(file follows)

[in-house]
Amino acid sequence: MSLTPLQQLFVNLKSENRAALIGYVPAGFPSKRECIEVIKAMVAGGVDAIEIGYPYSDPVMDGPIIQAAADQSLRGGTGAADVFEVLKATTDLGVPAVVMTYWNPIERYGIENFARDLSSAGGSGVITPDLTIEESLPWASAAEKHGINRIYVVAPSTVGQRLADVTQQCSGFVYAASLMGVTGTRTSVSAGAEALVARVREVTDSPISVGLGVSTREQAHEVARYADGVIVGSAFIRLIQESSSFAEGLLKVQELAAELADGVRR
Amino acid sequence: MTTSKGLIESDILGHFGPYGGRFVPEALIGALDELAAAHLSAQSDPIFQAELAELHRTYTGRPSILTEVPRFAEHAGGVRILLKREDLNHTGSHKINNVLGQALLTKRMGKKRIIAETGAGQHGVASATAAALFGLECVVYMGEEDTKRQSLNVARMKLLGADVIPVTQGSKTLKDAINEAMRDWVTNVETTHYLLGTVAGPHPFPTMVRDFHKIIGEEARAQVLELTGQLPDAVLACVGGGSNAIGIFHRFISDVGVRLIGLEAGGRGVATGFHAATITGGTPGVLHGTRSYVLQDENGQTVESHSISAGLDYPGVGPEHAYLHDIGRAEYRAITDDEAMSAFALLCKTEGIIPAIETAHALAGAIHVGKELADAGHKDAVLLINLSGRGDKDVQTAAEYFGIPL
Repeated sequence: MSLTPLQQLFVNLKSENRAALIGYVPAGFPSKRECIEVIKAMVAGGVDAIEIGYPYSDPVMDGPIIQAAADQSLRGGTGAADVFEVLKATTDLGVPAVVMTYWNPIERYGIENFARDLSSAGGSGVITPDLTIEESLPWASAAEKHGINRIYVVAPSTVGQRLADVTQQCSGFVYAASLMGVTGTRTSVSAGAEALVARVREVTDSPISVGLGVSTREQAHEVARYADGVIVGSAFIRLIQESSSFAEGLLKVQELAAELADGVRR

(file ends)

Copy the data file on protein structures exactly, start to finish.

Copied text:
[in-house]
Amino acid sequence: MSLTPLQQLFVNLKSENRAALIGYVPAGFPSKRECIEVIKAMVAGGVDAIEIGYPYSDPVMDGPIIQAAADQSLRGGTGAADVFEVLKATTDLGVPAVVMTYWNPIERYGIENFARDLSSAGGSGVITPDLTIEESLPWASAAEKHGINRIYVVAPSTVGQRLADVTQQCSGFVYAASLMGVTGTRTSVSAGAEALVARVREVTDSPISVGLGVSTREQAHEVARYADGVIVGSAFIRLIQESSSFAEGLLKVQELAAELADGVRR
Amino acid sequence: MTTSKGLIESDILGHFGPYGGRFVPEALIGALDELAAAHLSAQSDPIFQAELAELHRTYTGRPSILTEVPRFAEHAGGVRILLKREDLNHTGSHKINNVLGQALLTKRMGKKRIIAETGAGQHGVASATAAALFGLECVVYMGEEDTKRQSLNVARMKLLGADVIPVTQGSKTLKDAINEAMRDWVTNVETTHYLLGTVAGPHPFPTMVRDFHKIIGEEARAQVLELTGQLPDAVLACVGGGSNAIGIFHRFISDVGVRLIGLEAGGRGVATGFHAATITGGTPGVLHGTRSYVLQDENGQTVESHSISAGLDYPGVGPEHAYLHDIGRAEYRAITDDEAMSAFALLCKTEGIIPAIETAHALAGAIHVGKELADAGHKDAVLLINLSGRGDKDVQTAAEYFGIPL
Repeated sequence: MSLTPLQQLFVNLKSENRAALIGYVPAGFPSKRECIEVIKAMVAGGVDAIEIGYPYSDPVMDGPIIQAAADQSLRGGTGAADVFEVLKATTDLGVPAVVMTYWNPIERYGIENFARDLSSAGGSGVITPDLTIEESLPWASAAEKHGINRIYVVAPSTVGQRLADVTQQCSGFVYAASLMGVTGTRTSVSAGAEALVARVREVTDSPISVGLGVSTREQAHEVARYADGVIVGSAFIRLIQESSSFAEGLLKVQELAAELADGVRR